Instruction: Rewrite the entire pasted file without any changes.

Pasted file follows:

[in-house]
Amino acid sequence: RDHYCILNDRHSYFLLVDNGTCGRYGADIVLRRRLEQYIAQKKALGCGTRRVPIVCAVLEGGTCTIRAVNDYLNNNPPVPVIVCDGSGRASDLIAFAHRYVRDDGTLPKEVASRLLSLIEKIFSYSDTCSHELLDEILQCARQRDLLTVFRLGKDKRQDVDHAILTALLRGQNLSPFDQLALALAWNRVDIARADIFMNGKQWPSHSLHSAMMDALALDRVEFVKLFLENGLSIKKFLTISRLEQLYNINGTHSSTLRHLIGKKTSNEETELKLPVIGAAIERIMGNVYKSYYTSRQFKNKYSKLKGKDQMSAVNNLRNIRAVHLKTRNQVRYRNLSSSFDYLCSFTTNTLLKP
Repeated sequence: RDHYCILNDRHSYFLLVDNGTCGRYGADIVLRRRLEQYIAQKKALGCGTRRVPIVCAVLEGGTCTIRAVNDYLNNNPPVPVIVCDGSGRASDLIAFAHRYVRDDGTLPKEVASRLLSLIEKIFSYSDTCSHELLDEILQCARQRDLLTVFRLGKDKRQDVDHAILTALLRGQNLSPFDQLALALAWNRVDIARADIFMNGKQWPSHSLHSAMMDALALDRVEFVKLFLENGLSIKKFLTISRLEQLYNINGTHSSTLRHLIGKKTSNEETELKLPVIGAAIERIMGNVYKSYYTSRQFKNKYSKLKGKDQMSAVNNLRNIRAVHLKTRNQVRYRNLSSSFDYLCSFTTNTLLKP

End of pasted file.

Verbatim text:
[in-house]
Amino acid sequence: RDHYCILNDRHSYFLLVDNGTCGRYGADIVLRRRLEQYIAQKKALGCGTRRVPIVCAVLEGGTCTIRAVNDYLNNNPPVPVIVCDGSGRASDLIAFAHRYVRDDGTLPKEVASRLLSLIEKIFSYSDTCSHELLDEILQCARQRDLLTVFRLGKDKRQDVDHAILTALLRGQNLSPFDQLALALAWNRVDIARADIFMNGKQWPSHSLHSAMMDALALDRVEFVKLFLENGLSIKKFLTISRLEQLYNINGTHSSTLRHLIGKKTSNEETELKLPVIGAAIERIMGNVYKSYYTSRQFKNKYSKLKGKDQMSAVNNLRNIRAVHLKTRNQVRYRNLSSSFDYLCSFTTNTLLKP
Repeated sequence: RDHYCILNDRHSYFLLVDNGTCGRYGADIVLRRRLEQYIAQKKALGCGTRRVPIVCAVLEGGTCTIRAVNDYLNNNPPVPVIVCDGSGRASDLIAFAHRYVRDDGTLPKEVASRLLSLIEKIFSYSDTCSHELLDEILQCARQRDLLTVFRLGKDKRQDVDHAILTALLRGQNLSPFDQLALALAWNRVDIARADIFMNGKQWPSHSLHSAMMDALALDRVEFVKLFLENGLSIKKFLTISRLEQLYNINGTHSSTLRHLIGKKTSNEETELKLPVIGAAIERIMGNVYKSYYTSRQFKNKYSKLKGKDQMSAVNNLRNIRAVHLKTRNQVRYRNLSSSFDYLCSFTTNTLLKP